There was a significant ruling on shield law for journalists in Nevada this month.
Earlier this year, First Judicial District Judge James Wilson ruled that online news outlets not in the Nevada Press Association weren’t protected under the shield law, iMediaEthics reported at the time.
The ruling pertains to Nevada county commissioner and brothel owner Lance Gilman’s libel lawsuit against online news site the Storey Teller, which reported questions about his county residency status. Gilman wanted to know Storey Teller editor Sam Toll’s sources. In the March ruling, Judge Wilson ruled Toll wasn’t protected under shield law because he wasn’t a member of the Nevada Press Association at the time of the stories or a reporter for a newspaper.
Then, Toll appealed to the state’s Supreme Court, the ruling summarizes. The Supreme Court noted that it agreed with the district court ruling that Toll is a reporter.
But the Storey Teller appealed that ruling and the state’s Supreme Court ruled. “Nevada’s shield law, which was written before the advent of the Internet, doesn’t list online news organizations, but it does include newspapers, radios and television stations,” the Reno Gazette Journal reported. The Gazette Journal uploaded the Supreme Court ruling from Dec. 5.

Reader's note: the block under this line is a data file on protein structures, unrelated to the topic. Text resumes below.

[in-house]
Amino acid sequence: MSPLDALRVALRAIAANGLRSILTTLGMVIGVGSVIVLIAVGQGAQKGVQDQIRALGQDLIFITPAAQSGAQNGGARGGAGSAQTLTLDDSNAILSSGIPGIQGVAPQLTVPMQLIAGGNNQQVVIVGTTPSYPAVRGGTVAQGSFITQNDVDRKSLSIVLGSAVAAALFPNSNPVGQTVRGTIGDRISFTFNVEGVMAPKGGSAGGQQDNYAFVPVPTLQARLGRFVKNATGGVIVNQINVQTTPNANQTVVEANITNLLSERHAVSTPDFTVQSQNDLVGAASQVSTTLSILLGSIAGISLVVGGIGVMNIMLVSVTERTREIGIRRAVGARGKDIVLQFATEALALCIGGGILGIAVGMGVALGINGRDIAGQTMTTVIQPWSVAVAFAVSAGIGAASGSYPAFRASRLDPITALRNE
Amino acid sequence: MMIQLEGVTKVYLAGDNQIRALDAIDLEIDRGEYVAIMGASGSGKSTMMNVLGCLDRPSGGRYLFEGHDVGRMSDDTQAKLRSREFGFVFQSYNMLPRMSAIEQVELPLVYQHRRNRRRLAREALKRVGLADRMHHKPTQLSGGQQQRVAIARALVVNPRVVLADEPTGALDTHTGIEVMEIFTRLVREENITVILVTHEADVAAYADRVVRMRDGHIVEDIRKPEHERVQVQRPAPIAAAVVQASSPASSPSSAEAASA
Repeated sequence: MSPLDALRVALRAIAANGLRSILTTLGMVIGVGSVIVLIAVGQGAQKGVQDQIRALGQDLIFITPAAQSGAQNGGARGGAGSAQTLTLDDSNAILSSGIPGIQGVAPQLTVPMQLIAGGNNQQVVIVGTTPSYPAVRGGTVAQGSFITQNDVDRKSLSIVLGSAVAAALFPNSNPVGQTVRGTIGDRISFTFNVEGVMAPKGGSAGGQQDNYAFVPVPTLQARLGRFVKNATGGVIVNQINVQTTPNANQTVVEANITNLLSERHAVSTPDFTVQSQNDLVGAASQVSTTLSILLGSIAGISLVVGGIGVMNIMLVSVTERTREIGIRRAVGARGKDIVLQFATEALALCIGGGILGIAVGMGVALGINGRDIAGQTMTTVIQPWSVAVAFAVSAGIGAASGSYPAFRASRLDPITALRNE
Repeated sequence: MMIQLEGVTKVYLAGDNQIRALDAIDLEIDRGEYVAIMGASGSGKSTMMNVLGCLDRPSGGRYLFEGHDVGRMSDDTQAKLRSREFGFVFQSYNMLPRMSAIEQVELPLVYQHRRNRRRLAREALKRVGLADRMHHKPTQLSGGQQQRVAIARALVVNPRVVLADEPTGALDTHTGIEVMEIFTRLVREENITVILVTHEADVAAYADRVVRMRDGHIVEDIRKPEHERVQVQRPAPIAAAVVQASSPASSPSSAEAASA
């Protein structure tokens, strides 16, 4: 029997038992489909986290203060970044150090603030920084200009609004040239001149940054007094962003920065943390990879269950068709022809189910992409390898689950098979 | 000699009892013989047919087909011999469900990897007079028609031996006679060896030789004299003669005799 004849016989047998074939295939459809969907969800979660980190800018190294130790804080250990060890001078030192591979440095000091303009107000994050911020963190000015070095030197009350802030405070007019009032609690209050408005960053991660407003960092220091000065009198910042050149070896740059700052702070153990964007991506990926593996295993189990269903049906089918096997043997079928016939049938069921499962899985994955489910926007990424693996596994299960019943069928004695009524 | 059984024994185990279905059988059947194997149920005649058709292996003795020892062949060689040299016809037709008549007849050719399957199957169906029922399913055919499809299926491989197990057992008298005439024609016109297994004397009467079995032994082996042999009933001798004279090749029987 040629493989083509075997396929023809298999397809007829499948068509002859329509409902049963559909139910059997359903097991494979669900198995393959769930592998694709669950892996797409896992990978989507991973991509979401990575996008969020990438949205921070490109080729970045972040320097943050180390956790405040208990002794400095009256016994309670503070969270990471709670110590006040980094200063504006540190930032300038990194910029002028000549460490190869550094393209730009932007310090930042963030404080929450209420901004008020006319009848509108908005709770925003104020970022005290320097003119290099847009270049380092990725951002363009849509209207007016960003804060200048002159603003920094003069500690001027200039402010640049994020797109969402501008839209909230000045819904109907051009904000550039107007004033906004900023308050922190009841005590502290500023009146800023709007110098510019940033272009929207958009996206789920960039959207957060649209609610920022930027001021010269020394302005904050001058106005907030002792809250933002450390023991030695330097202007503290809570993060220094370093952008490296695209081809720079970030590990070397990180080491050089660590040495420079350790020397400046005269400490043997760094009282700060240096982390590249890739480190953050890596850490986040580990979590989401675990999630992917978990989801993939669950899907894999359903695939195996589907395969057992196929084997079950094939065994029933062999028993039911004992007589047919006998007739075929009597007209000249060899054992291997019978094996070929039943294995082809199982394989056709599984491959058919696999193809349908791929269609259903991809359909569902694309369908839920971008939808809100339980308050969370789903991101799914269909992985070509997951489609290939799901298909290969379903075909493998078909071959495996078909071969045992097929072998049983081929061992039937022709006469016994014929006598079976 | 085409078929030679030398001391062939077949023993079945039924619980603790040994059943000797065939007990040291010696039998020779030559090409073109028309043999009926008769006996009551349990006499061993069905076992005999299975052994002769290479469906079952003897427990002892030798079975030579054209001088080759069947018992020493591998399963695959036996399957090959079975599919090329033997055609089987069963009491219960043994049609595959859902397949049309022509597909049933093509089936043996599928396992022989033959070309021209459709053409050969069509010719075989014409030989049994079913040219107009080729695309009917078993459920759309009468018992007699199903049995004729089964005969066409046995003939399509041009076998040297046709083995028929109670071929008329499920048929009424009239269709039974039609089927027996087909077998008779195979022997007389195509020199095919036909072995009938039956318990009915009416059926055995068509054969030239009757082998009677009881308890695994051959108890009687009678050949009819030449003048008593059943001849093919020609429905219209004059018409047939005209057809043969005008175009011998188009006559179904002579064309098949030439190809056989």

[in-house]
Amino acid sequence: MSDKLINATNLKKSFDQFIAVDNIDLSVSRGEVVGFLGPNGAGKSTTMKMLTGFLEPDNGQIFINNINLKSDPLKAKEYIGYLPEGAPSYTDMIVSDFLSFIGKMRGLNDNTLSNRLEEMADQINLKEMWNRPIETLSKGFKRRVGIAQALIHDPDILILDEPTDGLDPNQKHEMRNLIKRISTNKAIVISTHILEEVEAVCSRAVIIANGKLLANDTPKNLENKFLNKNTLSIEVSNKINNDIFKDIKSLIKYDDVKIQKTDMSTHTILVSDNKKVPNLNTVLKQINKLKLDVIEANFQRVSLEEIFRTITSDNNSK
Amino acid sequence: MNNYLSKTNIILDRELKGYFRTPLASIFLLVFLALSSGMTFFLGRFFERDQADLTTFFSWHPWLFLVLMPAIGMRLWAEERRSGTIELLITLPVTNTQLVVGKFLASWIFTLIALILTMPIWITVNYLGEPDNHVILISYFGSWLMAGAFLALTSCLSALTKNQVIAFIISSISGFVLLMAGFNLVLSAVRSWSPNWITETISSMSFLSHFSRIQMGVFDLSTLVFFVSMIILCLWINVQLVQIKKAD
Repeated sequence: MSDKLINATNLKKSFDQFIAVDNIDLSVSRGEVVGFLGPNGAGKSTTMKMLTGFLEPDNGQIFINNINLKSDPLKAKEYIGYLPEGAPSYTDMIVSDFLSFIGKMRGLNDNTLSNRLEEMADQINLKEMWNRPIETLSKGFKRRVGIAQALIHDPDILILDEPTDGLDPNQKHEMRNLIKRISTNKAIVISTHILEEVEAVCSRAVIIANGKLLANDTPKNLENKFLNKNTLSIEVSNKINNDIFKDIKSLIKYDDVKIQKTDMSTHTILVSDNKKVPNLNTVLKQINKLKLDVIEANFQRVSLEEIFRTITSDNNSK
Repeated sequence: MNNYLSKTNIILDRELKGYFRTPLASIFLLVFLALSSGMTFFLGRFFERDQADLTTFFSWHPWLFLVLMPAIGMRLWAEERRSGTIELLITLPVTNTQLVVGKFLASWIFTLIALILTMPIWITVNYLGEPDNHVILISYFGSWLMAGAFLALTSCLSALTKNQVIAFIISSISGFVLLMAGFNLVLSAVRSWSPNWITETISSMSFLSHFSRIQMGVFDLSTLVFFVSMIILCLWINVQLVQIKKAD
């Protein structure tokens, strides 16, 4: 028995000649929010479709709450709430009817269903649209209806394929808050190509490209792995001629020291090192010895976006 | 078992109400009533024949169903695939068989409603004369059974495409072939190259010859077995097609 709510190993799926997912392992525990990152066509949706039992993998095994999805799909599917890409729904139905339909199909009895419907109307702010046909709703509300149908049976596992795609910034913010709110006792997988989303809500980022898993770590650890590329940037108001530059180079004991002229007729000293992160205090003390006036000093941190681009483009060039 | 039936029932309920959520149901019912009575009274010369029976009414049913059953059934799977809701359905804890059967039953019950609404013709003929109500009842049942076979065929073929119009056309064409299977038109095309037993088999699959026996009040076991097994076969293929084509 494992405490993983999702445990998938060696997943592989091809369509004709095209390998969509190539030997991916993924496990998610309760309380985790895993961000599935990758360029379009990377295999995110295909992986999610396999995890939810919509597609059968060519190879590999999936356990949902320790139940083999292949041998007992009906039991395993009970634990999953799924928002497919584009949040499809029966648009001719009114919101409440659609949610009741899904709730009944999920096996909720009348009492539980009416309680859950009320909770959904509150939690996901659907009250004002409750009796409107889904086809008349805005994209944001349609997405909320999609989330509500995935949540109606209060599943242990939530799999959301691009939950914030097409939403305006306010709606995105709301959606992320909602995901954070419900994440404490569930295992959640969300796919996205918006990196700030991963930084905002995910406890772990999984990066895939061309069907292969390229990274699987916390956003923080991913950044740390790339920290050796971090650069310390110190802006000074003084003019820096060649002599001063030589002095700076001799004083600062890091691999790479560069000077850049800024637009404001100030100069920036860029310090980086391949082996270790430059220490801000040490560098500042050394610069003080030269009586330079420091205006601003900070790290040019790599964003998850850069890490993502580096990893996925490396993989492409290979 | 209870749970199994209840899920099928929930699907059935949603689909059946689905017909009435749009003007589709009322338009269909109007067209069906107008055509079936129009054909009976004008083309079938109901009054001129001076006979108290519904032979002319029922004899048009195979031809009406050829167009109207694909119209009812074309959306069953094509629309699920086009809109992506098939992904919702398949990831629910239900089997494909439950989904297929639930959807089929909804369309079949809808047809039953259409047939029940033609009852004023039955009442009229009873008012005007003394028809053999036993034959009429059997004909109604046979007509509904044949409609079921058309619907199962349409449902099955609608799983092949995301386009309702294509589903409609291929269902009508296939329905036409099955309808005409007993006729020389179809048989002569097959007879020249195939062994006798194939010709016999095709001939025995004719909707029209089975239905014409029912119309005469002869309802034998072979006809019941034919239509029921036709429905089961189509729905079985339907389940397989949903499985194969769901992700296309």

The ruling finds that digital media does have protection under the shield law, but noted the court didn’t “address the specific question of whether or not petitioner Sam Toll qualifies for such protection as blogger.” It then called on the district court to “reconsider whether Toll’s blog falls within the protection of the news shield statute.”
“While we decline to resolve whether or not a blog falls under the definition of a newspaper, we conclude that a blog should not be disqualified from the news shield statute under” the shield law “merely on the basis that the blog is digital, rather than appearing in an ink-printed, physical form,” the ruling states.
Toll told iMediaEthics by e-mail, “At a time when it is both difficult and dangerous to be a journalist, I am encouraged by Nevada’s Supreme Court ruling. The ruling confirms what I believe everyone takes for granted in today’s digital age; online journalists are real journalists and deserve the protection of Reporter Shield Laws.”
He continued, “I am humbled to have been a part of protecting the rights of those who investigate news and print their work online.” Toll called the ruling “a major victory for journalists in Nevada and across the country.”
iMediaEthics has contacted Gilman.